87 versus 0. Advan.89].08). difficulty holding still. 0.63 [95% CI. 0.64-0.94 [95% CI. or biopsy.63-0. including beyond diagnostic accuracy inform the selection of follow-up imaging. reporting true positive. whereas the specificity was.78 [95% CI. a multicenter trial of US transplan- extracellular agent versus multiphasic CT and showed tation patients with HCC underwent both MRI and a similar pooled sensitivity.49. three studies compared multiphasic MRI with an collected. lower throughput.46 versus 0.96 [95% CI. 0.) and this also showed similar sensitivity and specificity. Quality/Certainty of Evidence: Very Low tages include greater soft tissue contrast.76 [95% CI. false comprehensive assessment of nodule and background negative.57.02).69 versus 0. January 2018 and MRI. An additional 14 liver tissue properties.97] versus 0. REPEATED IMAGING. CT is faster. HEPATOLOGY. particular patient population (NCT01082224. SHOULD ADULTS WITH agent. but pared multiphasic MRI using an extracellular agent it exposes patients to radiation. and true negative values.049). ing backlogs.001) with similar specificity (0. CT at multiple fixed time points while awaiting trans- cificity of 0. P 5 0. as sensitivity cannot be plexity. and further studies are [95% CI.82 [95% CI.81]. and absence of ionizing radia- studies reported only detection rate (sensitivity).73 nose HCC noninvasively. 0. but tion. The sensitivity of MRI for <1 cm was signifi. From a patient perspective. or high- limitations of the included studies. inconsistency across volume ascites). 0. United States—lower availability and longer schedul- all and for lesions of different sizes are reviewed below. Examining accu. interpreted in the absence of data on specificity and/or increased susceptibility to artifact.7 (P 5 0. MRI with an extracellular require IV access and contrast agents. tiphasic CT. P INDETERMINATE HEPATIC 5 0. 0.HEIMBACH ET AL. and—especially outside the mance characteristics of these imaging modalities over.90. and recognition that multiple factors with cirrhosis and an indeterminate nodule. NODULE UNDERGO A BIOPSY. ney injury or chronic renal failure. P < 0. multiphasic MRI with an extracellular 0. P 5 0. less consistent positive predictive value. and possible publication bias.87 [95% CI. P < 0. imaging with an alternative optimal imaging modalities in individual patients. lower (0.72-0. concerns about generalizability to nonaca. dications. The AASLD suggests several options in patients demic settings. more Strength of Recommendation: Conditional 364 .93] versus 0.90-0. higher charges. Eight studies compared multiphasic MRI with FUTURE RESEARCH gadoxetate disodium versus multiphasic CT. Both modalities versus multiphasic CT. agent. 3A. With regard to overall accuracy.(15. P 5 0. For HCC <1 cm. larger number of potential contrain- studies. modality or alternative contrast agent. false positive. Of note.02) with similar specificity needed.47).98].16) 0.79-0. The perfor. has important advantages and disadvantages. multi- with gadoxetate disodium provided higher pooled sen. more spacious. two studies compared multiphasic CT versus multiphasic MRI with an extracellular 3. Mitigating factors include the low quality of the evidence. Quality of evidence was low image quality (largely because of patient factors such and was downgraded because of the methodological as breath holding. 0. the differences in pooled diagnostic THE DIAGNOSTIC EVALUATION? performance are insufficient to recommend MRI over Recommendations CT. 0.62). CIRRHOSIS AND AN cantly higher compared with CT (0. OR Although multiphasic MRI may be marginally ALTERNATIVE IMAGING FOR more sensitive than CT in a pooled analysis of com- parative studies. there were six further elucidate which technique is optimal in this studies that compared multiphasic MRI versus CT. but Compared with multiphasic CT. and multiphasic MRI with gadoxetate disodium When looking specifically at lesions larger than 2 8. Disadvantages include greater technical com- these are not further discussed. with a higher pooled spe. the use of agent provided higher pooled sensitivity than CT which may be problematic in patients with acute kid- (0. phasic contrast-enhanced US also can be used to diag- sitivity than CT (0.69. MRI Although not used widely in North America. at a trend level. eight studies com.88] versus 0.69]. plantation has recently completed enrollment and may racy in HCC between 1 and 2 cm. and provokes less claustrophobia.(17-24) Prospective studies should include mul- (0. longer scan times. and data on costs and patient preference should be cm. multiphasic MRI cannot recommend one option over the other.81] versus 0.71-0.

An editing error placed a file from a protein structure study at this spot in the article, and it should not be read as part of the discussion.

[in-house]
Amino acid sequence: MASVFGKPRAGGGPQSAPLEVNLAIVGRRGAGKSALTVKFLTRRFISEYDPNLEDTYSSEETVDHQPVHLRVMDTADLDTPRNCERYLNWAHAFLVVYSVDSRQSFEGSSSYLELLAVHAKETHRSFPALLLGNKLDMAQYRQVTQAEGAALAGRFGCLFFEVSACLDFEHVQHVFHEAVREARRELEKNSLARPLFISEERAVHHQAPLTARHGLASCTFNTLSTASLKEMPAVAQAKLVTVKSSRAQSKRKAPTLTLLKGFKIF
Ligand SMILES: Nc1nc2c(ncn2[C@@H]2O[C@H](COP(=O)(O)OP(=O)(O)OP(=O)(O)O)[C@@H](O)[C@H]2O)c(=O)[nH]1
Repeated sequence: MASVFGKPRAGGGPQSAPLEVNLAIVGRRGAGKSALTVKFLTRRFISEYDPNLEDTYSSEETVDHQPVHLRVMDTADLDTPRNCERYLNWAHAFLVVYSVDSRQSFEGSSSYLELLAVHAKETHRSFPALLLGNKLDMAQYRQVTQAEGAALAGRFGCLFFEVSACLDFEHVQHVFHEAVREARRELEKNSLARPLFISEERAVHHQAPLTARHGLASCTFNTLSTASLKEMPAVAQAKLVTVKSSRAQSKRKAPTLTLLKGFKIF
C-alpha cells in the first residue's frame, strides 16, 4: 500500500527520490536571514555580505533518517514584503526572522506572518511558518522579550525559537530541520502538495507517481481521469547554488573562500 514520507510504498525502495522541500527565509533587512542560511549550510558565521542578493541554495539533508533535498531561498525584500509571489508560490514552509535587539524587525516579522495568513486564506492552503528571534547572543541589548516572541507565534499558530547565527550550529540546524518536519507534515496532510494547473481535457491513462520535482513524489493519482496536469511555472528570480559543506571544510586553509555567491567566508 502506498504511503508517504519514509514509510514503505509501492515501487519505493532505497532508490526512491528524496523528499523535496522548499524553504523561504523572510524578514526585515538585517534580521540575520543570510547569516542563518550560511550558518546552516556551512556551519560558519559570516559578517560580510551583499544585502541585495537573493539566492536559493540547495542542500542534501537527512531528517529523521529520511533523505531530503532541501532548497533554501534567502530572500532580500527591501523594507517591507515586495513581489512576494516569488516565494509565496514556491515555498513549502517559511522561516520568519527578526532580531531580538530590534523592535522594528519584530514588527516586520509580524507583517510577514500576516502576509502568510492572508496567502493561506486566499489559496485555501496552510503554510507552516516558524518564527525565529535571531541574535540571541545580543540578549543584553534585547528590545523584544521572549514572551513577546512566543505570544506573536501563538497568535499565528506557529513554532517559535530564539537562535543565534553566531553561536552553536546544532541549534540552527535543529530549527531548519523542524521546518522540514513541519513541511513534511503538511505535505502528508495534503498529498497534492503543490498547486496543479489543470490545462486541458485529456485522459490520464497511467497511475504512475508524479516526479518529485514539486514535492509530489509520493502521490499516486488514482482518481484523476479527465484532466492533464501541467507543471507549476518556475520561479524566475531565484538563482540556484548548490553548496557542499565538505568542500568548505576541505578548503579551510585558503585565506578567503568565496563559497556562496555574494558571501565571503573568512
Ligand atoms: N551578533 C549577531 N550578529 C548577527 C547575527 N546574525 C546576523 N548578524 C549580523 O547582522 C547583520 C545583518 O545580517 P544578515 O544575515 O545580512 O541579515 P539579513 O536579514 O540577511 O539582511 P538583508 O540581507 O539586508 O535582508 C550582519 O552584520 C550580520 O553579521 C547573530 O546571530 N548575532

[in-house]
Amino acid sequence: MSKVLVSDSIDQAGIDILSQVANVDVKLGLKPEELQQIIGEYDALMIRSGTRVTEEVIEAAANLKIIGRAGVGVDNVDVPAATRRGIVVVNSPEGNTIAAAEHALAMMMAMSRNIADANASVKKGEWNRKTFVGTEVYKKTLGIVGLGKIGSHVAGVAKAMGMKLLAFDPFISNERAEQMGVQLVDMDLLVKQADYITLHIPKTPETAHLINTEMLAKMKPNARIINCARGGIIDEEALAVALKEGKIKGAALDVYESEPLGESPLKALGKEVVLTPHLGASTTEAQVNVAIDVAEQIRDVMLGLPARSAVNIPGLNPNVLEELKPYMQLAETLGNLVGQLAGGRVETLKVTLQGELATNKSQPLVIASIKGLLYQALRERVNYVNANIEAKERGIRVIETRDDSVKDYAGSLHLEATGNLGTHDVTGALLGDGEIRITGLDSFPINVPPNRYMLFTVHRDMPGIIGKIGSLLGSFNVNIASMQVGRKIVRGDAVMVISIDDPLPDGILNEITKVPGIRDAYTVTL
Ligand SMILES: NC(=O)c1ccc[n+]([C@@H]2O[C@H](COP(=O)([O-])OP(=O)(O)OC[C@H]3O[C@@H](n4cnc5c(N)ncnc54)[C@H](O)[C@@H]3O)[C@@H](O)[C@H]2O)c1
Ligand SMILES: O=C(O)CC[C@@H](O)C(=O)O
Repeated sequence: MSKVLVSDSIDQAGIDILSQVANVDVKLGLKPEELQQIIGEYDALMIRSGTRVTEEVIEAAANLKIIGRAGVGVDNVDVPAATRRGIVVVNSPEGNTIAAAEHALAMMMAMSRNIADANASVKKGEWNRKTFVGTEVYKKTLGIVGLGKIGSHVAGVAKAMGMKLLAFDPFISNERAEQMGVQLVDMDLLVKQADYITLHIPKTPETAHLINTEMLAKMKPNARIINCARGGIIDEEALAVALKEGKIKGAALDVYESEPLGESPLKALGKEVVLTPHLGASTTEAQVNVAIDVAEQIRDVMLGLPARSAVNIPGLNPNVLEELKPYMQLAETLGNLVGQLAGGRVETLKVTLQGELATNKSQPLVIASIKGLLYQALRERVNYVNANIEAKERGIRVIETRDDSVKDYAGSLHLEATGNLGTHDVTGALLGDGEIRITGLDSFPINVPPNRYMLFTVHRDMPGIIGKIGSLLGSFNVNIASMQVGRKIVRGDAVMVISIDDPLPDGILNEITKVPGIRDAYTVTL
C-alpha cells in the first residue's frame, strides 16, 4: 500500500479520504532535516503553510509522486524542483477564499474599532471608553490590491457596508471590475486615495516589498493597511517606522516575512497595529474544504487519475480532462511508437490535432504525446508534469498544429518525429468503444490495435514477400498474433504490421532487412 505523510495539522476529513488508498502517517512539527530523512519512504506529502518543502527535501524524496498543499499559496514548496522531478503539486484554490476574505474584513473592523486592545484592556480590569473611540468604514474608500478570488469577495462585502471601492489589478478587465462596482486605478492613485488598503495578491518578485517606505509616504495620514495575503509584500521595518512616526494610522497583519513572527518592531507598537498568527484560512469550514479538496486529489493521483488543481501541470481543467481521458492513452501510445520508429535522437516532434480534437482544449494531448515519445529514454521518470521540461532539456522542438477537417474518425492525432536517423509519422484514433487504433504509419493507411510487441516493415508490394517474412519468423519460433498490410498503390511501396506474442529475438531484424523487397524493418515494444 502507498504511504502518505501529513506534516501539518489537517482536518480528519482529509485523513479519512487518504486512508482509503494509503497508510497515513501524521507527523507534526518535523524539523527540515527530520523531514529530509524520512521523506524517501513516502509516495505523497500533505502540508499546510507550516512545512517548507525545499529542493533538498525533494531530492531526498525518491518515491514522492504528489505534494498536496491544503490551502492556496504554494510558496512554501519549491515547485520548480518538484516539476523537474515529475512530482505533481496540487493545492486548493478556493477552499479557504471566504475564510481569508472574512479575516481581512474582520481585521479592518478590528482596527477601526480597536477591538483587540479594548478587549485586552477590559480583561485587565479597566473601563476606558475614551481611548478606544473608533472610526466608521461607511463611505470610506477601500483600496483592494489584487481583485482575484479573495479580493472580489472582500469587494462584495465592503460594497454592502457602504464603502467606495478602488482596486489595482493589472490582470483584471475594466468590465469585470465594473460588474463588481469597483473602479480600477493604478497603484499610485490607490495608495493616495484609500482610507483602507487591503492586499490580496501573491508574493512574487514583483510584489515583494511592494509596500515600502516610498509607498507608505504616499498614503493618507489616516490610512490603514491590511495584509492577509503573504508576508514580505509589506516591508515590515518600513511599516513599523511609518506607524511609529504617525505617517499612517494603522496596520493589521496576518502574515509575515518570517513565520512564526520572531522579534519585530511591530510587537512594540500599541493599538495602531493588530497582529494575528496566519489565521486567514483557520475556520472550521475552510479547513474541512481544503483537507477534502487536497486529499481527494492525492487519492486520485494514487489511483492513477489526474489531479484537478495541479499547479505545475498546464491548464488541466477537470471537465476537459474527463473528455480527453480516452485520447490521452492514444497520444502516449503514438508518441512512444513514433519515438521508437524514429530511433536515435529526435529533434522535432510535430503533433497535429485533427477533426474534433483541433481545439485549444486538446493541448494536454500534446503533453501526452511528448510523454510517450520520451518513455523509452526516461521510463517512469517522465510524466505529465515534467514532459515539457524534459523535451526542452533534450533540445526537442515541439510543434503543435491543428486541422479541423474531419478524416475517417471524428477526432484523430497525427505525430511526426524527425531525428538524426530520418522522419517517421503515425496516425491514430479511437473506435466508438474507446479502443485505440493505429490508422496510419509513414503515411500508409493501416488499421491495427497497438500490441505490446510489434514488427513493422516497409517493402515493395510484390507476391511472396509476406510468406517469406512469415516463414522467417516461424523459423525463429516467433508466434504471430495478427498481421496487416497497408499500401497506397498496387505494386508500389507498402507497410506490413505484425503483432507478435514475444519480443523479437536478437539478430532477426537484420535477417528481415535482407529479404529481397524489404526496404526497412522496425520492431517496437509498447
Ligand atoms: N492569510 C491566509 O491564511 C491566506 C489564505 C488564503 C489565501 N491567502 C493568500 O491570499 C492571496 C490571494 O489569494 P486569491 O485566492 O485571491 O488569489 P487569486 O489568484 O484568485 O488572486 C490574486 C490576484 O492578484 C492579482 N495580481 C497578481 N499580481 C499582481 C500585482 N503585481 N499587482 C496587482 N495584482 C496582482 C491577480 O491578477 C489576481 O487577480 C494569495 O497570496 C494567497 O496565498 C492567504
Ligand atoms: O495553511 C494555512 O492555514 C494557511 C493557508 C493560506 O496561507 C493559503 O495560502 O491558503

however. temporaneous biopsy as the reference standard. gressed to definite HCC during follow-up. Khalili et al. using con- data are able to elucidate an optimal strategy. but its tified that directly address this question. Lesions that do detected at surveillance ultrasound are malignant. Biopsy has the single-center. Tanabe et al.(25) the OPTN. Biopsy had a false negative rate of 30%. biopsy Because many if not most indeterminate small hepat- may not be an optimal strategy in all cases. the ous LI-RADS categories are associated with different aim of this question was to determine whether current likelihood of HCC in patients with cirrhosis.23. intermediate probability of HCC.7% and 93. of lesions initially categorized as intermediate probabili- given that biopsy confirmation of <20 mm HCC would ty progressed to HCC. and repeated biopsies may be nec. Biopsy is ic nodules are nonmalignant. The indeterminate lesions were categorized as is an additional drawback. Stringent imaging criteria with high specificity for with the standard. Imaging Reporting and Data System (LI- as patients with suspicious imaging findings or growth RADS).(26) and previous AASLD were rebiopsied up to three times. and 38% of lesions initially cate- not change management or contribute to liver trans. whereas 7% plantation with a single small. and exclude malignancy. Given not meet these guidelines or are smaller than 1 the low likelihood of malignancy. although two routine use is not suggested. biopsy has a risk of hepatic nodules detected during surveillance ultrasound bleeding. MRI. the sensitivity was only 33%. whereas benign nodule.to 2-cm indeterminate nodules initially ance and/or capsule appearance. probably HCC based only on imaging features. In its previous HCC clinical practice guidelines. and has a risk of cation are needed. with American College of Radiology through its Liver 100% specificity. plantation priority. Darnell et al.(27) Sampling error. history of indeterminate lesions detected at CT or ing. Because of its many limitations. 1. Technical Remarks Based on an extensive search strategy detailed in the sys- tematic review.(38) evaluated the natural complications. which a diagnosis is required to affect therapeutic Forner et al. Follow-up imaging may lesions initially categorized as probably benign pro- be especially relevant in patients awaiting liver trans. They found a sensitivity and sue representative of the nodule rather than a truly specificity of MRI to be 61. which was biopsy.(2) with biopsy reserved for 1-2 cm nodules with arterial the AASLD recommended biopsy for all indeterminate phase hyperenhancement or in the presence of a synchro- lesions initially detected by surveillance ultrasound. 3B. tumor seeding. Vol. Biopsy may be required in selected cases. there were no comparative studies iden- 1.29-37) tion.(19. A negative biopsy may not probably benign. 2018 HEIMBACH ET AL. for all indeterminate hepatic nodules may be impractical and suggested an alternative strategy of close follow-up BACKGROUND imaging with sequential contrast imaging using an alter- nate technique for most indeterminate 2 cm nodules. nodules. 365 . taneous biopsy of 2 cm nodules in addition to MRI and contrast-enhanced US. gorized as probably HCC progressed to definite HCC.6%. strategies for risk stratifi- expensive.(2) and include arterial phase hyperen.(25) No essary to establish a diagnosis. they argued that biopsy cm are considered indeterminate.(17) in 2008 reported outcomes for 2 cm decision making. may cause anxiety or pain.HEPATOLOGY. contrast-enhanced US was 51. thereby permitting earlier interven. as characterized by CT or MRI. noncomparative studies were identified potential to establish a timely diagnosis in cases in that examined the role of biopsy. which uses the data from a de novo systematic review on imaging in HCC performed to address this question. (28) reported that in patients with cirrhosis.1% compared 2. Because there is controversy regard. Numerous other studies also reported low the presumed rationale being that biopsy can establish a likelihoods of malignancy among 2 cm indeterminate definitive diagnosis. The AASLD suggests against routine biopsy of EVIDENCE AND RATIONALE every indeterminate nodule.7% and 96. 67. guidelines. and the possibility that a in patients with cirrhosis.(39) in 2015 showed that the vari- ing optimal workup for an indeterminate nodule. indeterminate nodule. especially for very small lesions. with nous HCC. No. When both tests 10 mm HCC have been developed by the were in concordance. however. The authors performed percu- negative biopsy is due to the failure to obtain tis. Quality/Certainty of Evidence: Very Low The evidence profile is included in Supporting Table Strength of Recommendation: Conditional 2. Similarly. including tumor track seeding and bleed. only 14%- hancement in combination with washout appear- 23% of 1. In 2011.